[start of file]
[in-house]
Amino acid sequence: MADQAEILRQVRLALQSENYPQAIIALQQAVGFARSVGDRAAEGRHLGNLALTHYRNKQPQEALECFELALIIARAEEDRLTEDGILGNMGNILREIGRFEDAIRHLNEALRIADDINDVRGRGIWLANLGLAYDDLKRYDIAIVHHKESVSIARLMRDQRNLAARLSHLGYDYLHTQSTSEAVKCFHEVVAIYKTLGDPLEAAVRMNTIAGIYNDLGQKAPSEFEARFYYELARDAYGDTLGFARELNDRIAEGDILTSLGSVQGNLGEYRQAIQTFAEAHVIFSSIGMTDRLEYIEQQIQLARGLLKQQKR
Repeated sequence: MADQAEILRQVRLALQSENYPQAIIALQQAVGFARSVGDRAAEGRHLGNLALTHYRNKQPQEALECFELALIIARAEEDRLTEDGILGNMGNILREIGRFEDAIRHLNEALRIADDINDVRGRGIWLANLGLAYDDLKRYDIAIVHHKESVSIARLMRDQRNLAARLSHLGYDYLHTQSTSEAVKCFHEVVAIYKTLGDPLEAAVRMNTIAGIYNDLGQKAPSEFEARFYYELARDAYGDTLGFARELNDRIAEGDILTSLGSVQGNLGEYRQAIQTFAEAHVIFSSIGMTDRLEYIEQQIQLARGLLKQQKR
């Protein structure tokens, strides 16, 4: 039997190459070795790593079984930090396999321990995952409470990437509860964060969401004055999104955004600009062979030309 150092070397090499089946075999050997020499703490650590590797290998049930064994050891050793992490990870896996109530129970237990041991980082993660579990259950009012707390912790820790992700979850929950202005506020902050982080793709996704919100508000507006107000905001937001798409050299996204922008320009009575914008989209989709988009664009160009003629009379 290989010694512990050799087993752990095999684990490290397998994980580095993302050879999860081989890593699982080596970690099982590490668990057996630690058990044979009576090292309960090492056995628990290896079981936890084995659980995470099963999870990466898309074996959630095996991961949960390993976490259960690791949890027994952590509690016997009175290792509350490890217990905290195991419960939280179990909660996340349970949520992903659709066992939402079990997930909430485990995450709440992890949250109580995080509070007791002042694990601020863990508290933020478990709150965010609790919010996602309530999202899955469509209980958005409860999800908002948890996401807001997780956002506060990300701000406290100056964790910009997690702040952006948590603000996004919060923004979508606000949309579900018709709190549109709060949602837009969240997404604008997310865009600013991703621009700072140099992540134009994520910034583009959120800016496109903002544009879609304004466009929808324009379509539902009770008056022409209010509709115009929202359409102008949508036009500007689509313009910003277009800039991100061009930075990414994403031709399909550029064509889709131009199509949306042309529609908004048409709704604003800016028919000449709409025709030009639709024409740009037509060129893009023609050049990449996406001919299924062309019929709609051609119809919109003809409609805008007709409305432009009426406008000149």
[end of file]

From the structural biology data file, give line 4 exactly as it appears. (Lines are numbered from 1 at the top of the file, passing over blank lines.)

């Protein structure tokens, strides 16, 4: 039997190459070795790593079984930090396999321990995952409470990437509860964060969401004055999104955004600009062979030309 150092070397090499089946075999050997020499703490650590590797290998049930064994050891050793992490990870896996109530129970237990041991980082993660579990259950009012707390912790820790992700979850929950202005506020902050982080793709996704919100508000507006107000905001937001798409050299996204922008320009009575914008989209989709988009664009160009003629009379 290989010694512990050799087993752990095999684990490290397998994980580095993302050879999860081989890593699982080596970690099982590490668990057996630690058990044979009576090292309960090492056995628990290896079981936890084995659980995470099963999870990466898309074996959630095996991961949960390993976490259960690791949890027994952590509690016997009175290792509350490890217990905290195991419960939280179990909660996340349970949520992903659709066992939402079990997930909430485990995450709440992890949250109580995080509070007791002042694990601020863990508290933020478990709150965010609790919010996602309530999202899955469509209980958005409860999800908002948890996401807001997780956002506060990300701000406290100056964790910009997690702040952006948590603000996004919060923004979508606000949309579900018709709190549109709060949602837009969240997404604008997310865009600013991703621009700072140099992540134009994520910034583009959120800016496109903002544009879609304004466009929808324009379509539902009770008056022409209010509709115009929202359409102008949508036009500007689509313009910003277009800039991100061009930075990414994403031709399909550029064509889709131009199509949306042309529609908004048409709704604003800016028919000449709409025709030009639709024409740009037509060129893009023609050049990449996406001919299924062309019929709609051609119809919109003809409609805008007709409305432009009426406008000149």